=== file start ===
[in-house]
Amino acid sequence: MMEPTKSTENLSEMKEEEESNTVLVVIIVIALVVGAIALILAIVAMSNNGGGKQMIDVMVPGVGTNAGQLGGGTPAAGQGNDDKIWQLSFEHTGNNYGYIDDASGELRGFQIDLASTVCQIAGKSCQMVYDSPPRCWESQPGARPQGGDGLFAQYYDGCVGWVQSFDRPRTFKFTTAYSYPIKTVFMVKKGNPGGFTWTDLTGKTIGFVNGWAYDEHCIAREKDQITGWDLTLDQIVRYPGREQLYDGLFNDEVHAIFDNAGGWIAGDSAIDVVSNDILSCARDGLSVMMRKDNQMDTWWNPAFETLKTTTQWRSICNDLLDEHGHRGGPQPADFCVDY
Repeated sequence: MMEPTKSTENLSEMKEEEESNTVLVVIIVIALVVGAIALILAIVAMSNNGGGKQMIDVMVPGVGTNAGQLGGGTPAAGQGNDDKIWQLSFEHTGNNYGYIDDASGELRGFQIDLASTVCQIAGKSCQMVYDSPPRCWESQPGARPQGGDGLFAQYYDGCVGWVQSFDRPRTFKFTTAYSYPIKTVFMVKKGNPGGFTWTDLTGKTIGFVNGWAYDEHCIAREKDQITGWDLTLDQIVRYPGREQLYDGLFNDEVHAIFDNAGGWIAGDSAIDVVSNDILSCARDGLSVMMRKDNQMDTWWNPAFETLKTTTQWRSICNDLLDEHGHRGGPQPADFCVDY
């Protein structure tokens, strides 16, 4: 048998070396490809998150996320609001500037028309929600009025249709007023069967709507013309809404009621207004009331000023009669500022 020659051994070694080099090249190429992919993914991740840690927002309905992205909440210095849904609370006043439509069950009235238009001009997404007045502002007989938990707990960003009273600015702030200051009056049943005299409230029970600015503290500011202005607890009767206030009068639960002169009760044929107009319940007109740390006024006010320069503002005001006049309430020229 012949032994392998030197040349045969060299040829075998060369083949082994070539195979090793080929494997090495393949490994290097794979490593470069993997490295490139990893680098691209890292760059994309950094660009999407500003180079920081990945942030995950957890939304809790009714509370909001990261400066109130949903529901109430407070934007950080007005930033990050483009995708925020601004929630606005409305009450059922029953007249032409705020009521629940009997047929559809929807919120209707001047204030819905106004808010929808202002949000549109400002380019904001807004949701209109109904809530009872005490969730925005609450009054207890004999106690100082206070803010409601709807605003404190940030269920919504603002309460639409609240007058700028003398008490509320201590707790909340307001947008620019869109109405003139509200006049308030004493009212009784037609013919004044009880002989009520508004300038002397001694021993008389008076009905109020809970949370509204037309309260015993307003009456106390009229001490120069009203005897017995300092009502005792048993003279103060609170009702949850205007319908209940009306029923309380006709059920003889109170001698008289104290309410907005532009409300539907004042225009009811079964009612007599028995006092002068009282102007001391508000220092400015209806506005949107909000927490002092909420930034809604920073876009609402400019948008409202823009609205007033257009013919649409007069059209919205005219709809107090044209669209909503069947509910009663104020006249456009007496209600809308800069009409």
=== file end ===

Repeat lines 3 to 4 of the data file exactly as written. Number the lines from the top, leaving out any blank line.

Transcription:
Repeated sequence: MMEPTKSTENLSEMKEEEESNTVLVVIIVIALVVGAIALILAIVAMSNNGGGKQMIDVMVPGVGTNAGQLGGGTPAAGQGNDDKIWQLSFEHTGNNYGYIDDASGELRGFQIDLASTVCQIAGKSCQMVYDSPPRCWESQPGARPQGGDGLFAQYYDGCVGWVQSFDRPRTFKFTTAYSYPIKTVFMVKKGNPGGFTWTDLTGKTIGFVNGWAYDEHCIAREKDQITGWDLTLDQIVRYPGREQLYDGLFNDEVHAIFDNAGGWIAGDSAIDVVSNDILSCARDGLSVMMRKDNQMDTWWNPAFETLKTTTQWRSICNDLLDEHGHRGGPQPADFCVDY
């Protein structure tokens, strides 16, 4: 048998070396490809998150996320609001500037028309929600009025249709007023069967709507013309809404009621207004009331000023009669500022 020659051994070694080099090249190429992919993914991740840690927002309905992205909440210095849904609370006043439509069950009235238009001009997404007045502002007989938990707990960003009273600015702030200051009056049943005299409230029970600015503290500011202005607890009767206030009068639960002169009760044929107009319940007109740390006024006010320069503002005001006049309430020229 012949032994392998030197040349045969060299040829075998060369083949082994070539195979090793080929494997090495393949490994290097794979490593470069993997490295490139990893680098691209890292760059994309950094660009999407500003180079920081990945942030995950957890939304809790009714509370909001990261400066109130949903529901109430407070934007950080007005930033990050483009995708925020601004929630606005409305009450059922029953007249032409705020009521629940009997047929559809929807919120209707001047204030819905106004808010929808202002949000549109400002380019904001807004949701209109109904809530009872005490969730925005609450009054207890004999106690100082206070803010409601709807605003404190940030269920919504603002309460639409609240007058700028003398008490509320201590707790909340307001947008620019869109109405003139509200006049308030004493009212009784037609013919004044009880002989009520508004300038002397001694021993008389008076009905109020809970949370509204037309309260015993307003009456106390009229001490120069009203005897017995300092009502005792048993003279103060609170009702949850205007319908209940009306029923309380006709059920003889109170001698008289104290309410907005532009409300539907004042225009009811079964009612007599028995006092002068009282102007001391508000220092400015209806506005949107909000927490002092909420930034809604920073876009609402400019948008409202823009609205007033257009013919649409007069059209919205005219709809107090044209669209909503069947509910009663104020006249456009007496209600809308800069009409």